jane = Person { firstName = "Jane", lastName = "Doe" }
    lane = Person { firstName = "Jane", lastName = "Doe" }
  }
}

Fully qualified names

A fully qualified name is one that includes its namespace qualifier as a prefix. In other words, the name's prefix is the name of the namespace that contains the declaration.

The following example shows how to use a fully qualified name.

namespace org.example.mydialog

sample {
  //org.example.actions.getFirstName is a fully qualified name and can be used without an import declaration
  firstName = org.example.actions.getFirstName()
}

Compare the preceding example to the following one, which uses an import statement instead of a fully qualified name.

namespace org.example.mydialog

import org.example.actions.getFirstName

sample {
  //getFirstName is imported above, so it can be referenced without the fully qualified name.
  firstName = getFirstName()
}

In an ACDL file, you need not include an import statement if you use a fully qualified name that refers to declarations from other namespaces. Fully qualified names have a maximum length of 64 characters.

Scope

You declare every name within a scope. The visibility of each name (that is, whether it can appear in an expression) depends on the scope in which you declare it. The following list shows the available scopes.

Namespace scope

The namespace scope is the top-level scope. If you declare a name at the top level, you can reference that name throughout any file in that namespace without using the namespace qualifier. If you declare a name within a narrower (block) scope, however, you can't reference the name outside the block.

In the following example, weatherEvent is declared within a namespace scope. You can reference weatherEvent elsewhere in the same namespace scope without a namespace qualifier. In other namespace scopes, you can reference it only by its fully qualified name or by using import.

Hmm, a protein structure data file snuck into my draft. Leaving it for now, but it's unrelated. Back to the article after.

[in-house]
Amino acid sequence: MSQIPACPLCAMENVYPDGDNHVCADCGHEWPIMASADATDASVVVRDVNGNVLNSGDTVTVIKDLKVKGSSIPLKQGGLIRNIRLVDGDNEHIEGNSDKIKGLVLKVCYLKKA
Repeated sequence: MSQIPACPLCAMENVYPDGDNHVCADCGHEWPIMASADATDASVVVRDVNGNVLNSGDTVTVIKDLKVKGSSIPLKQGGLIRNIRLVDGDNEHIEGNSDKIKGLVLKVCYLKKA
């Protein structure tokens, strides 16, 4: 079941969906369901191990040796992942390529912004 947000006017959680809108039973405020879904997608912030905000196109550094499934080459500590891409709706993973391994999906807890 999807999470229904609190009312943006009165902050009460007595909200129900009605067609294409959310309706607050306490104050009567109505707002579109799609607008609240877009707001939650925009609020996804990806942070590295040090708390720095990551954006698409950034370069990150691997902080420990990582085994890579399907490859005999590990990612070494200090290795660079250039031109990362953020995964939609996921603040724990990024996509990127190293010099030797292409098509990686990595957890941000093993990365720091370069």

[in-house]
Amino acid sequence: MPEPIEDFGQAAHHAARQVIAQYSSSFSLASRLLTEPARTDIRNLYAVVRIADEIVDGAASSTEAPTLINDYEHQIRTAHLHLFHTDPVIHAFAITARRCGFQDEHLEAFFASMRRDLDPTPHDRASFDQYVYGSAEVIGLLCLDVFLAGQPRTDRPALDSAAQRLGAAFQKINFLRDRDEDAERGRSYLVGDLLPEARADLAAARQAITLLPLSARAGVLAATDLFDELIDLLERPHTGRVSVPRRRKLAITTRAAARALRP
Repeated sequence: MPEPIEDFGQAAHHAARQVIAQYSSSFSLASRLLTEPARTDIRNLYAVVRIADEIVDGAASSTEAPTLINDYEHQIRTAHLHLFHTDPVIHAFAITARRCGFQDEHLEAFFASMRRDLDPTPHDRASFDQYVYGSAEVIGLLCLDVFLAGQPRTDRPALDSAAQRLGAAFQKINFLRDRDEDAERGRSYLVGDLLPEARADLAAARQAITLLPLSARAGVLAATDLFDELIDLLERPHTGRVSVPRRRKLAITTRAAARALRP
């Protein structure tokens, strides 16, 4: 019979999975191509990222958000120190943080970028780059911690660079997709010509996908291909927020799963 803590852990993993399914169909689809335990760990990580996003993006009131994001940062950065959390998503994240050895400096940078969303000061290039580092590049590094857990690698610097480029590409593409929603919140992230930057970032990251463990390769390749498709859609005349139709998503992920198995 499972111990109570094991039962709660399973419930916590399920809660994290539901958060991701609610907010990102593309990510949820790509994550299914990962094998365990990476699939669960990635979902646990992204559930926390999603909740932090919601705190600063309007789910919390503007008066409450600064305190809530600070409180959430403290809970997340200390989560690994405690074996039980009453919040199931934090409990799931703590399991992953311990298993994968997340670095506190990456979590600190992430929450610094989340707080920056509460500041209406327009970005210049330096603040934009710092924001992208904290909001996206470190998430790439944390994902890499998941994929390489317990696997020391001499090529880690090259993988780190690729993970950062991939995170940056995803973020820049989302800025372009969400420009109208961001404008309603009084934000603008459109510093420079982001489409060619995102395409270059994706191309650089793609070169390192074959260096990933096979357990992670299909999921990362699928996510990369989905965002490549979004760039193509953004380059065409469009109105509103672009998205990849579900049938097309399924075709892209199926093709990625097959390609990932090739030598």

namespace com.weatherbot.dialogs

import com.amazon.alexa.conversations.expect

weatherEvent = utterances(..)

dialog Nothing Weather {
  sample {
    wr = expect(Invoke, weatherEvent)
  }
}

In the following example, weatherEvent is declared in the com.weatherbot.samples namespace. In the com.weatherbot.dialogs namespace, it's referenced by its fully qualified name, com.weatherbot.samples.weatherEvent.

//file: WeatherSamples.acdl
namespace com.weatherbot.samples

import com.amazon.alexa.conversations.utterances

weatherEvent = utterances(..)

//file: Weather.acdl
namespace com.weatherbot.dialogs

import com.amazon.alexa.conversations.expect

dialog Nothing Weather {
  sample {
    wr = expect(Invoke, com.weatherbot.samples.weatherEvent)
  }
}

The order in which you declare names in a given namespace scope doesn't matter. In the following example, nameB and nameA are declared in the same namespace scope. The declarations are valid, then, even though nameB is declared before nameA.

namespace com.weatherbot.dialogs

nameB = nameA
nameA = "hello"

Block scope

A block scope spans the set of expressions declared within an expression block.

When you declare a name inside a block scope, the name is visible from the point at which you declare it through the end of the block. In addition, a block scope inherits names declared at a higher level. The namespace scope is the top-level scope, so all blocks inherit the names declared at that level.